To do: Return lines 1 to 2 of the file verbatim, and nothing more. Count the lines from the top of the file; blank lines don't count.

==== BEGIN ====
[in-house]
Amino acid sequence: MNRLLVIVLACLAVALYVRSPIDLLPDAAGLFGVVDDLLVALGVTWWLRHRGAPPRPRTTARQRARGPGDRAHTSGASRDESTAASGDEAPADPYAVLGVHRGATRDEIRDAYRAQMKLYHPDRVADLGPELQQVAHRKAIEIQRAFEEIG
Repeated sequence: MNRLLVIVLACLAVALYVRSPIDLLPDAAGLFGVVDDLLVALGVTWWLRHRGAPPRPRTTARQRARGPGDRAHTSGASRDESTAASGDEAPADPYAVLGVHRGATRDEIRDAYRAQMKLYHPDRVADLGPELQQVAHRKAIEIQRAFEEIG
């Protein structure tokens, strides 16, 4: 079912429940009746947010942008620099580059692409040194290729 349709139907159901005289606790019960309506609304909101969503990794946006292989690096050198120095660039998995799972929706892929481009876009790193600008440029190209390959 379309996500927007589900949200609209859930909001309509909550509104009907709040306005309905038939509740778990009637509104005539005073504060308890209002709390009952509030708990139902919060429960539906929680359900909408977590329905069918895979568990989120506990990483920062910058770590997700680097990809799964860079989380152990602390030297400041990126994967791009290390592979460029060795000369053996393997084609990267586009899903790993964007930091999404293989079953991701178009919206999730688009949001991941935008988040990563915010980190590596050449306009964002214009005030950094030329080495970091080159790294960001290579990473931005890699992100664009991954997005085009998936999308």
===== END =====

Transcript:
[in-house]
Amino acid sequence: MNRLLVIVLACLAVALYVRSPIDLLPDAAGLFGVVDDLLVALGVTWWLRHRGAPPRPRTTARQRARGPGDRAHTSGASRDESTAASGDEAPADPYAVLGVHRGATRDEIRDAYRAQMKLYHPDRVADLGPELQQVAHRKAIEIQRAFEEIG